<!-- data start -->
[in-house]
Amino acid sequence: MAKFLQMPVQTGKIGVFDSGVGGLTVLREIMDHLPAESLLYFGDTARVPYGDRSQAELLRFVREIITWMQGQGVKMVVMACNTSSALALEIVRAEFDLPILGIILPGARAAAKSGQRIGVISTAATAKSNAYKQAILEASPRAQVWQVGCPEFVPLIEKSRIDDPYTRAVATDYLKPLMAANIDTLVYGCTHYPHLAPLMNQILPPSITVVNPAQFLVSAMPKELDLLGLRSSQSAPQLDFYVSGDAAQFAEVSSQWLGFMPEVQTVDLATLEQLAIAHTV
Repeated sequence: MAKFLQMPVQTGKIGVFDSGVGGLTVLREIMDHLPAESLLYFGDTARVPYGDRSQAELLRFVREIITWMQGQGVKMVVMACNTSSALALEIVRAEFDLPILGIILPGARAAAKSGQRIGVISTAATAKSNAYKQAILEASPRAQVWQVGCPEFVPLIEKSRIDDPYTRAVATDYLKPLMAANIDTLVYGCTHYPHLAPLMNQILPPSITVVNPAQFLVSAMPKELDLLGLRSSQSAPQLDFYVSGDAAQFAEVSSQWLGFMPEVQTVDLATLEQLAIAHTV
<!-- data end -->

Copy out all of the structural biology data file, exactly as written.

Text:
[in-house]
Amino acid sequence: MAKFLQMPVQTGKIGVFDSGVGGLTVLREIMDHLPAESLLYFGDTARVPYGDRSQAELLRFVREIITWMQGQGVKMVVMACNTSSALALEIVRAEFDLPILGIILPGARAAAKSGQRIGVISTAATAKSNAYKQAILEASPRAQVWQVGCPEFVPLIEKSRIDDPYTRAVATDYLKPLMAANIDTLVYGCTHYPHLAPLMNQILPPSITVVNPAQFLVSAMPKELDLLGLRSSQSAPQLDFYVSGDAAQFAEVSSQWLGFMPEVQTVDLATLEQLAIAHTV
Repeated sequence: MAKFLQMPVQTGKIGVFDSGVGGLTVLREIMDHLPAESLLYFGDTARVPYGDRSQAELLRFVREIITWMQGQGVKMVVMACNTSSALALEIVRAEFDLPILGIILPGARAAAKSGQRIGVISTAATAKSNAYKQAILEASPRAQVWQVGCPEFVPLIEKSRIDDPYTRAVATDYLKPLMAANIDTLVYGCTHYPHLAPLMNQILPPSITVVNPAQFLVSAMPKELDLLGLRSSQSAPQLDFYVSGDAAQFAEVSSQWLGFMPEVQTVDLATLEQLAIAHTV